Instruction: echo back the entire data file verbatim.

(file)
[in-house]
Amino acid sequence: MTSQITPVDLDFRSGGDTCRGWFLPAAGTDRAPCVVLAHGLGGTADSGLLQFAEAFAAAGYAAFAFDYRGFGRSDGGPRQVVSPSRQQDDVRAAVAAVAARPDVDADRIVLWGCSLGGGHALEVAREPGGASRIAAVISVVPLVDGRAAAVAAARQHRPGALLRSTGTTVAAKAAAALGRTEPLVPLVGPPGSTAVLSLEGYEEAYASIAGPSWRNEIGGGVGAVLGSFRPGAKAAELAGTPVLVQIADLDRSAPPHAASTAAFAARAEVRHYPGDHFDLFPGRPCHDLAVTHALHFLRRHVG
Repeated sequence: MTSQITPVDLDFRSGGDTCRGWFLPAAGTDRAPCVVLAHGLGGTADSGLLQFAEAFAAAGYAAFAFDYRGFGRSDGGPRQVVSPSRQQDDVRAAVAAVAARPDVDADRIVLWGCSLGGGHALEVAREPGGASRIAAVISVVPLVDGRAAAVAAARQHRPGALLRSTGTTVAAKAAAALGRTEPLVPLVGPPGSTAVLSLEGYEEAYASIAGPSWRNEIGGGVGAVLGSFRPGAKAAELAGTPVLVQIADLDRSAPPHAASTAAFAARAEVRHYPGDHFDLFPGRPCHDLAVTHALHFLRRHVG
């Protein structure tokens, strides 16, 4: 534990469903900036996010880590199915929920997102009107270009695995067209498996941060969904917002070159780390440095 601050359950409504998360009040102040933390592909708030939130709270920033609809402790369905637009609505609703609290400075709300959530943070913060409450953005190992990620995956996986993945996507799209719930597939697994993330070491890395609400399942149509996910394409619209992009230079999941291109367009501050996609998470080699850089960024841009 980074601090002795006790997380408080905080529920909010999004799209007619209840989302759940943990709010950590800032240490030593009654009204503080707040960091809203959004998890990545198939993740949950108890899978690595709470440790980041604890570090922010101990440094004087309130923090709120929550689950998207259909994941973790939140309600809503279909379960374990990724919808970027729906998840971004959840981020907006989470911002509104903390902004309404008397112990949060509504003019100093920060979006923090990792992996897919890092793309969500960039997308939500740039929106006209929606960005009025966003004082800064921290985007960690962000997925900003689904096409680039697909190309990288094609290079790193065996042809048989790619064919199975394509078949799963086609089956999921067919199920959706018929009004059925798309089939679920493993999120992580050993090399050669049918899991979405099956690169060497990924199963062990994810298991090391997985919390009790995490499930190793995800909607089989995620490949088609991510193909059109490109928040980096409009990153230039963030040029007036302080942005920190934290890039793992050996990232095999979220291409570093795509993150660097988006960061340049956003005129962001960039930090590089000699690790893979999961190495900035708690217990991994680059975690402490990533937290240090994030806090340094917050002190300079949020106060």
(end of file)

[in-house]
Amino acid sequence: MTSQITPVDLDFRSGGDTCRGWFLPAAGTDRAPCVVLAHGLGGTADSGLLQFAEAFAAAGYAAFAFDYRGFGRSDGGPRQVVSPSRQQDDVRAAVAAVAARPDVDADRIVLWGCSLGGGHALEVAREPGGASRIAAVISVVPLVDGRAAAVAAARQHRPGALLRSTGTTVAAKAAAALGRTEPLVPLVGPPGSTAVLSLEGYEEAYASIAGPSWRNEIGGGVGAVLGSFRPGAKAAELAGTPVLVQIADLDRSAPPHAASTAAFAARAEVRHYPGDHFDLFPGRPCHDLAVTHALHFLRRHVG
Repeated sequence: MTSQITPVDLDFRSGGDTCRGWFLPAAGTDRAPCVVLAHGLGGTADSGLLQFAEAFAAAGYAAFAFDYRGFGRSDGGPRQVVSPSRQQDDVRAAVAAVAARPDVDADRIVLWGCSLGGGHALEVAREPGGASRIAAVISVVPLVDGRAAAVAAARQHRPGALLRSTGTTVAAKAAAALGRTEPLVPLVGPPGSTAVLSLEGYEEAYASIAGPSWRNEIGGGVGAVLGSFRPGAKAAELAGTPVLVQIADLDRSAPPHAASTAAFAARAEVRHYPGDHFDLFPGRPCHDLAVTHALHFLRRHVG
């Protein structure tokens, strides 16, 4: 534990469903900036996010880590199915929920997102009107270009695995067209498996941060969904917002070159780390440095 601050359950409504998360009040102040933390592909708030939130709270920033609809402790369905637009609505609703609290400075709300959530943070913060409450953005190992990620995956996986993945996507799209719930597939697994993330070491890395609400399942149509996910394409619209992009230079999941291109367009501050996609998470080699850089960024841009 980074601090002795006790997380408080905080529920909010999004799209007619209840989302759940943990709010950590800032240490030593009654009204503080707040960091809203959004998890990545198939993740949950108890899978690595709470440790980041604890570090922010101990440094004087309130923090709120929550689950998207259909994941973790939140309600809503279909379960374990990724919808970027729906998840971004959840981020907006989470911002509104903390902004309404008397112990949060509504003019100093920060979006923090990792992996897919890092793309969500960039997308939500740039929106006209929606960005009025966003004082800064921290985007960690962000997925900003689904096409680039697909190309990288094609290079790193065996042809048989790619064919199975394509078949799963086609089956999921067919199920959706018929009004059925798309089939679920493993999120992580050993090399050669049918899991979405099956690169060497990924199963062990994810298991090391997985919390009790995490499930190793995800909607089989995620490949088609991510193909059109490109928040980096409009990153230039963030040029007036302080942005920190934290890039793992050996990232095999979220291409570093795509993150660097988006960061340049956003005129962001960039930090590089000699690790893979999961190495900035708690217990991994680059975690402490990533937290240090994030806090340094917050002190300079949020106060």